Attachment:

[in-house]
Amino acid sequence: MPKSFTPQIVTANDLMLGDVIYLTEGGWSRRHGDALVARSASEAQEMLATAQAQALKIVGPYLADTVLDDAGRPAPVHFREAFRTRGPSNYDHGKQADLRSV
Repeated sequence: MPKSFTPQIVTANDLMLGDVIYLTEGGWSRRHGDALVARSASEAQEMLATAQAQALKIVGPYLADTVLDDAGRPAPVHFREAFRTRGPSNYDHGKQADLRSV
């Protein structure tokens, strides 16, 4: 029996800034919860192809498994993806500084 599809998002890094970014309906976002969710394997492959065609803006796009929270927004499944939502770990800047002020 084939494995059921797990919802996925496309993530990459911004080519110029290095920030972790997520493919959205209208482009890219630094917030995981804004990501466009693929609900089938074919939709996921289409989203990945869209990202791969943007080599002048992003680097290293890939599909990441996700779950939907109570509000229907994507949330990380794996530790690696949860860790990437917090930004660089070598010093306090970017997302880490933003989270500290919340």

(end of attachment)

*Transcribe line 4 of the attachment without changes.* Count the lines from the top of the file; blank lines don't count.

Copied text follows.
């Protein structure tokens, strides 16, 4: 029996800034919860192809498994993806500084 599809998002890094970014309906976002969710394997492959065609803006796009929270927004499944939502770990800047002020 084939494995059921797990919802996925496309993530990459911004080519110029290095920030972790997520493919959205209208482009890219630094917030995981804004990501466009693929609900089938074919939709996921289409989203990945869209990202791969943007080599002048992003680097290293890939599909990441996700779950939907109570509000229907994507949330990380794996530790690696949860860790990437917090930004660089070598010093306090970017997302880490933003989270500290919340």